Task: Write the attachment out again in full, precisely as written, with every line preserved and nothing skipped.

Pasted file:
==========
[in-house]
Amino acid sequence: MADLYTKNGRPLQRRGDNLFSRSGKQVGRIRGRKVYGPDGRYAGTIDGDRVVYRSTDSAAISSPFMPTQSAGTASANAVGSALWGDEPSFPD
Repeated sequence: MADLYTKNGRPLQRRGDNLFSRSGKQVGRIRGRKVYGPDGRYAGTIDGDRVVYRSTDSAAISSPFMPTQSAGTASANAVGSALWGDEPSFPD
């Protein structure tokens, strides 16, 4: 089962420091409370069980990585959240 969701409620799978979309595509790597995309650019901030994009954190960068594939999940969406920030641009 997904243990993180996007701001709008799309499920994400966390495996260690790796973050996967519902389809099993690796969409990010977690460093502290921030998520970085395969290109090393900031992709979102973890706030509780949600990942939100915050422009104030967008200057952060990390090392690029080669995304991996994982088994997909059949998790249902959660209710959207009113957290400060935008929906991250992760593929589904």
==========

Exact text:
[in-house]
Amino acid sequence: MADLYTKNGRPLQRRGDNLFSRSGKQVGRIRGRKVYGPDGRYAGTIDGDRVVYRSTDSAAISSPFMPTQSAGTASANAVGSALWGDEPSFPD
Repeated sequence: MADLYTKNGRPLQRRGDNLFSRSGKQVGRIRGRKVYGPDGRYAGTIDGDRVVYRSTDSAAISSPFMPTQSAGTASANAVGSALWGDEPSFPD
């Protein structure tokens, strides 16, 4: 089962420091409370069980990585959240 969701409620799978979309595509790597995309650019901030994009954190960068594939999940969406920030641009 997904243990993180996007701001709008799309499920994400966390495996260690790796973050996967519902389809099993690796969409990010977690460093502290921030998520970085395969290109090393900031992709979102973890706030509780949600990942939100915050422009104030967008200057952060990390090392690029080669995304991996994982088994997909059949998790249902959660209710959207009113957290400060935008929906991250992760593929589904």